Impact of the ELD Mandate in the Trucking Industry

Impact of the ELD Mandate in the Trucking Industry

Those within the trucking industry are feeling the effects of the ELD mandate, and it has impacted consumers as well.

ELDs, or Electronic Logging Devices, are meant to track truck drivers’ hours of service (HOS) to ensure compliance with regulations set by the Federal Motor Carrier Safety Administration. As of December 16, 2019, all carriers and drivers who apply to the ELD rule must use ELDs. The ELD mandate has been a subject of contention among those within the trucking industry. Carrier companies, law-makers, and truck drivers alike have their own opinions of the mandate. The new rule also impacts the various customers and consumers who rely on the trucking industry. 

Briefly: What is the ELD mandate?

ELDs aren’t a radically new piece of trucking technology as many commercial vehicles have been slowly but surely moving towards digital records of service hours and keeping records of duty service. Previously, many truckers would log their hours on paper, which can make the recorded information easily fabricated. With the ELD mandate requiring all fleets to use ELDs, it’s a means to hold drivers more accountable to the hours of service rules. The HOS rules dictate the following:

  • Truckers may drive 11 consecutive hours during their on-duty window of 14 hours
  • Truckers must take a half-hour break during the window of 14 hours
  • After the on-duty window is over, truckers must take 10 consecutive hours off-duty

The main reason for policymakers supporting these rules is to reduce the number of fatigued drivers on the road, which can decrease the likelihood of dangerous and costly accidents from occurring.

Truck Drivers

Many truck drivers are frustrated by the ELD mandate. This mostly stems from the inflexibility of the HOS requirements and rules they must follow. Truckers get paid by miles traveled, not hours worked. There is typically already a lot of wait time, or time spent not driving, by truckers waiting for freight and loading. Even when on the clock, drivers won’t see this necessary wait time reflected in their pay, as they are not driving. The imposed time limits according to the HOS rules work against a driver’s realistic day-to-day schedule, and their pay suffers for it.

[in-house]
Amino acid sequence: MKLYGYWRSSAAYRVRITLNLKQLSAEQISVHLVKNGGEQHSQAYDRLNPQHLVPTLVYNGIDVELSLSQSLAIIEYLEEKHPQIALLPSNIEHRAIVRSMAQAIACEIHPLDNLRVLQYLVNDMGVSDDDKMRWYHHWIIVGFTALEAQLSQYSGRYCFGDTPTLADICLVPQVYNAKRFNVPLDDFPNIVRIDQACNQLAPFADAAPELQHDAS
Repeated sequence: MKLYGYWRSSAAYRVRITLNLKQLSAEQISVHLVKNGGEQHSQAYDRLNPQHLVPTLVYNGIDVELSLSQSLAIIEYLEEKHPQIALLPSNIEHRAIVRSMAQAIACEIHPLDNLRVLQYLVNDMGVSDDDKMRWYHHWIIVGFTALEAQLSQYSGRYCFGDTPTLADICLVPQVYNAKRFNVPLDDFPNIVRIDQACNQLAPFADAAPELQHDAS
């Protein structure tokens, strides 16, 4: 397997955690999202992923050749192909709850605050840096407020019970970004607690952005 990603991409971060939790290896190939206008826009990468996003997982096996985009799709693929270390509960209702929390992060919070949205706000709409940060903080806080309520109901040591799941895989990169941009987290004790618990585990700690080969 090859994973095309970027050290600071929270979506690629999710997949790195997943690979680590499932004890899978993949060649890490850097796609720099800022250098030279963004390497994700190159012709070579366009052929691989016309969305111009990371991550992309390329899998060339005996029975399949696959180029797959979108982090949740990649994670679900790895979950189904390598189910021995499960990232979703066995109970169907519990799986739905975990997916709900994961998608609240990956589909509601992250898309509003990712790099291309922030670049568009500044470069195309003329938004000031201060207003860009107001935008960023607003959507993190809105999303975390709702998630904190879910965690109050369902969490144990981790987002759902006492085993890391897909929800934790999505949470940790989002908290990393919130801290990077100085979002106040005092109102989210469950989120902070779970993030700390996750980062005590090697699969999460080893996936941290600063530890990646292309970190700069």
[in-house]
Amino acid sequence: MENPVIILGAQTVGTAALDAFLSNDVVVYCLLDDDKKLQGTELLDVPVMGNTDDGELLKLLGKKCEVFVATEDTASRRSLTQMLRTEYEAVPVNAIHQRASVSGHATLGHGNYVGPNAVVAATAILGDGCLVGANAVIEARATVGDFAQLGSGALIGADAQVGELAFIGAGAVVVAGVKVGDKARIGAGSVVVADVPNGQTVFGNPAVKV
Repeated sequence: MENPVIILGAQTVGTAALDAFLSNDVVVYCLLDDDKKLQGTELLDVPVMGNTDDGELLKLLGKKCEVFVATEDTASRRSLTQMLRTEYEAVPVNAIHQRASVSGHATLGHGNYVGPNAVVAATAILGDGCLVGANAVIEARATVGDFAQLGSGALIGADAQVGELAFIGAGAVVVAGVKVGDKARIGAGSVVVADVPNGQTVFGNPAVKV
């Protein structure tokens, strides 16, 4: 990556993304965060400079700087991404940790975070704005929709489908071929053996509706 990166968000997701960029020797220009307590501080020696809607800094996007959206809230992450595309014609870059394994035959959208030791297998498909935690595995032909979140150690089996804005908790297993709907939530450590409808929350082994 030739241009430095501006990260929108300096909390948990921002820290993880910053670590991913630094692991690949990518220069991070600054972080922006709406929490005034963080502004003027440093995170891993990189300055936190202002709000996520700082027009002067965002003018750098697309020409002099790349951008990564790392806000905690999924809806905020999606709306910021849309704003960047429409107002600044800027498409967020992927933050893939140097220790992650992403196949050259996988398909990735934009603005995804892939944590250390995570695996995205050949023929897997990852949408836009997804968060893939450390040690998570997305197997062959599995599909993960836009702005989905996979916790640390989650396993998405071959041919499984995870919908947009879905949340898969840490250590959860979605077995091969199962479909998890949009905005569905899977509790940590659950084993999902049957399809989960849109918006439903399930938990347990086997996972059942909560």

Trucking Companies

Trucking and carrier companies care very much about their drivers’ safety, while they also certainly don’t want to incur any fines for violating the rules. Throughout the trucking industry, companies have increased wages to entice new drivers to work for them. There was already a shortage of drivers, and the ELD mandate has only made it more difficult for the limited number of truckers to keep up with operating demands.

Shippers and Consumers

Shippers, or the suppliers such as retailers, still need their products transported to store shelves and other businesses. Retailers compete for carrier companies’ business by offering high freight rates, which carriers are all too eager to take advantage of. As a result, everyday consumers are seeing the price of goods go up across the board since retailers must raise their prices to make up for the shipping costs.

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This entry was posted on Friday, April 24th, 2020 at 4:32 pm. Both comments and pings are currently closed.